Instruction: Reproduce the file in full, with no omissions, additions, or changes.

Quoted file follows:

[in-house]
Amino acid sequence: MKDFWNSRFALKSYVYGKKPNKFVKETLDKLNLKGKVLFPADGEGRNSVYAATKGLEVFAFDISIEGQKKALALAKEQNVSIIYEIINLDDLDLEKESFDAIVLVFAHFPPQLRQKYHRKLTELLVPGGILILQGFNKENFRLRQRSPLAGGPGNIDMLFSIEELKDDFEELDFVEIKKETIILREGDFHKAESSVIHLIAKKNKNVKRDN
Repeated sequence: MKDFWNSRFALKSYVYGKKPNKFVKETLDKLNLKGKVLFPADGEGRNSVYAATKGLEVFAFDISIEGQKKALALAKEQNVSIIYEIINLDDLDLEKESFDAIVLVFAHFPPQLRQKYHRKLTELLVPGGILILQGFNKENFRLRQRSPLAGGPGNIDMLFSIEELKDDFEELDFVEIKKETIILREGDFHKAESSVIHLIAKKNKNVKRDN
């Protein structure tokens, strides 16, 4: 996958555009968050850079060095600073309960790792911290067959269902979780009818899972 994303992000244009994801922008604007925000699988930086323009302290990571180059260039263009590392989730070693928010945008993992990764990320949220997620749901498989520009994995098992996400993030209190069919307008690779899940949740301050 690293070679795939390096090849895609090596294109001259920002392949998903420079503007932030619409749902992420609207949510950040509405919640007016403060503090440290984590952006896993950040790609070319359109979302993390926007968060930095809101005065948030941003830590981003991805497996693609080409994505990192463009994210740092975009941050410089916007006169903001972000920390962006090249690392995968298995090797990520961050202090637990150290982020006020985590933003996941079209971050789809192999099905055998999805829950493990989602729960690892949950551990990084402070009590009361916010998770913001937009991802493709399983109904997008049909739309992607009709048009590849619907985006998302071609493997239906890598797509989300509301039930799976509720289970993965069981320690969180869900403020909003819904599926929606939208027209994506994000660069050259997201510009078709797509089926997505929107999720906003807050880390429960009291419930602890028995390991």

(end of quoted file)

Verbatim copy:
[in-house]
Amino acid sequence: MKDFWNSRFALKSYVYGKKPNKFVKETLDKLNLKGKVLFPADGEGRNSVYAATKGLEVFAFDISIEGQKKALALAKEQNVSIIYEIINLDDLDLEKESFDAIVLVFAHFPPQLRQKYHRKLTELLVPGGILILQGFNKENFRLRQRSPLAGGPGNIDMLFSIEELKDDFEELDFVEIKKETIILREGDFHKAESSVIHLIAKKNKNVKRDN
Repeated sequence: MKDFWNSRFALKSYVYGKKPNKFVKETLDKLNLKGKVLFPADGEGRNSVYAATKGLEVFAFDISIEGQKKALALAKEQNVSIIYEIINLDDLDLEKESFDAIVLVFAHFPPQLRQKYHRKLTELLVPGGILILQGFNKENFRLRQRSPLAGGPGNIDMLFSIEELKDDFEELDFVEIKKETIILREGDFHKAESSVIHLIAKKNKNVKRDN
């Protein structure tokens, strides 16, 4: 996958555009968050850079060095600073309960790792911290067959269902979780009818899972 994303992000244009994801922008604007925000699988930086323009302290990571180059260039263009590392989730070693928010945008993992990764990320949220997620749901498989520009994995098992996400993030209190069919307008690779899940949740301050 690293070679795939390096090849895609090596294109001259920002392949998903420079503007932030619409749902992420609207949510950040509405919640007016403060503090440290984590952006896993950040790609070319359109979302993390926007968060930095809101005065948030941003830590981003991805497996693609080409994505990192463009994210740092975009941050410089916007006169903001972000920390962006090249690392995968298995090797990520961050202090637990150290982020006020985590933003996941079209971050789809192999099905055998999805829950493990989602729960690892949950551990990084402070009590009361916010998770913001937009991802493709399983109904997008049909739309992607009709048009590849619907985006998302071609493997239906890598797509989300509301039930799976509720289970993965069981320690969180869900403020909003819904599926929606939208027209994506994000660069050259997201510009078709797509089926997505929107999720906003807050880390429960009291419930602890028995390991």